Nowadays it seems standard for Doctor Who to tackle a series arc but during the classic series it was very uncommon. Sure, there was 1964's The Keys to Marinus but that was more of a single serial arc - it didn't take up the entire season. The only true examples in the Doctor Who's classic series of a season-long arc are The Trial of a Time Lord...and the Key to Time. And so it was the job of The Ribos Operation to introduce what the arc was about.

The idea behind the Key to Time was that in each story the Doctor (Tom Baker) and Romana (Mary Tamm) would arrive somewhere where one of the pieces to the Key to Time is detected to be by Romana's locater. The Doctor and Romana are recruited by the White Guardian (Cyril Luckham ) to find all six segments of the Key to Time. With all six segments together, the White Guardian can restore the balance of order and chaos to the universe. They arrive on the planet Ribos, where Garron (Iain Cuthbertson) and Unstoffe (Nigel Plaskitt) are trying to sell Ribos to the ruler of planet Levithia the Graff Vynda-K (Paul Seed) by convincing him it is full of a rare and powerful mineral known as 'Jethrik'. They place a lump of the rare mineral in the glass case housing the planet's crown jewels and show the Graff, who becomes convinced the planet is a rich source for it. When the Graff realises he has been conned, the Doctor and Romana are forced to work with Garron and Unstoffe to claim the Jethrik back.

I'll admit, I was rather disappointed with this story as I expected more from the opener of a quest storyline. It is a fun tale though and typical of writer Robert Holmes' style. It is great fun the way the narrative subverts the heist genre; instead of trying to steal something FROM an unsuspecting owner, it becomes about trying to steal something BACK. This prevents the heist genre from becoming predictable, offering a fresh take that sometimes the genre could need.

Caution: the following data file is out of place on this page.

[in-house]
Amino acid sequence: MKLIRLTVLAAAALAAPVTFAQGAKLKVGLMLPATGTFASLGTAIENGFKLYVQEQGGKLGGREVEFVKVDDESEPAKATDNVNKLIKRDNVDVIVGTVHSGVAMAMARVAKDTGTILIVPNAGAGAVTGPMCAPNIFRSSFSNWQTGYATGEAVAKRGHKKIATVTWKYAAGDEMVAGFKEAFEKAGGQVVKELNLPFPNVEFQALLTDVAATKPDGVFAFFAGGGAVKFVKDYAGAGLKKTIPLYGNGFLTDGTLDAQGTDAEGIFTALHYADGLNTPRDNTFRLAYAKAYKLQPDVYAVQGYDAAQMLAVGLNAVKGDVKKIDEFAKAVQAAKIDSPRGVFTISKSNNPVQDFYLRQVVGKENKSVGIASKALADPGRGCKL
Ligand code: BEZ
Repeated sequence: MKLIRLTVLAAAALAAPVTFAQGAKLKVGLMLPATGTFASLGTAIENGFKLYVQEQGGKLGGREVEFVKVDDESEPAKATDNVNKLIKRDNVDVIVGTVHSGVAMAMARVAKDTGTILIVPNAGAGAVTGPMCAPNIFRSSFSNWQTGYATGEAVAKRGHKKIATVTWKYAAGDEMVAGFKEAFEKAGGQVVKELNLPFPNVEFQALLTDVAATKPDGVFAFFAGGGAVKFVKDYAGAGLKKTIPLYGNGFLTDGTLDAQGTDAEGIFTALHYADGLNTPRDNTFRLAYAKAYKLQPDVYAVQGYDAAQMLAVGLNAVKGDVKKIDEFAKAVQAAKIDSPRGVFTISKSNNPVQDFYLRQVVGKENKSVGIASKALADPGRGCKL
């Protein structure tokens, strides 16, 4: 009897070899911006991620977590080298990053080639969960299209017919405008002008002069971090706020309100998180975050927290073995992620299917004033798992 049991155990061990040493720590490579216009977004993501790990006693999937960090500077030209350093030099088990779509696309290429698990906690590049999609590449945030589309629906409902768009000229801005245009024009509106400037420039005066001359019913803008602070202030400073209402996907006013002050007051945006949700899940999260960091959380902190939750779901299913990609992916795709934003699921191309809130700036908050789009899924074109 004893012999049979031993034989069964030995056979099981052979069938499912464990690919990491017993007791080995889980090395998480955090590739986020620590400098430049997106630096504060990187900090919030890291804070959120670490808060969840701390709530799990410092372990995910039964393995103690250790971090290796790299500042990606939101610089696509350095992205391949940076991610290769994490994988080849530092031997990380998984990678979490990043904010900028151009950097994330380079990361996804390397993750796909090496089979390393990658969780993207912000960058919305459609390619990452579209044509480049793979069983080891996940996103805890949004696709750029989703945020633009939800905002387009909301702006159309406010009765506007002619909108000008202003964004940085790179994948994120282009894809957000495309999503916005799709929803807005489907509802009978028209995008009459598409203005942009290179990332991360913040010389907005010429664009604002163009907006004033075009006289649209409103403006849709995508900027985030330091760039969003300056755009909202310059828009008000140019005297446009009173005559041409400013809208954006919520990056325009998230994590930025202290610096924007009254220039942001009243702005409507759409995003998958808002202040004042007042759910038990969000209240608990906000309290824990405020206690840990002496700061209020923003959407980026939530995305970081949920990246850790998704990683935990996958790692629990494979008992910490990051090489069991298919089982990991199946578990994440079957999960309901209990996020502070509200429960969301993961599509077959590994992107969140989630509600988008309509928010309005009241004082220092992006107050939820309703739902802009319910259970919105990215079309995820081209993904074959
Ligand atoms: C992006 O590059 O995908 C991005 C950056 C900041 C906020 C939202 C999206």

The problem is that it doesn't offer any memorable conflict. The Graff is a bit of a generic threat; all he really does is order executions and understandably become extremely angry at being conned. He's certainly no threat compared to Daleks or even the Cavemen from An Unearthly Child, where you feel like the TARDIS crew are in danger. The Ribos guards seem a bit useless too. You've got to wonder who hired them considering one of them lets a complete stranger (IE the Doctor) pull their whistle away without any forcible protest. Surely a proper guard would be a bit more forceful: pull the Doctor's hand away and blow the whistle to call for the guards? The Graff's guards aren't much better either but at least they seem a bit more threatening and imposing than the guards on Ribos.

If anything makes this a Doctor Who story you have to see, it's the comical relationship between Unstoffe and Garron. Unstoffe and Garron make a brilliant double act and one that no doubt reminds some Whovians of Jago & Litefoot. They are hugely entertaining and definitely the best part of this rather average serial. Ian Cuthbertson and Nigel Plaskitt play to Robert Holmes' writing well and it's a crime that they never got the chance to record Big Finish audios. Ian Cuthbertson sadly passed away in 2009 and Nigel Plaskitt is still alive but Undtoffe without Garron like all great double acts really wouldn't work.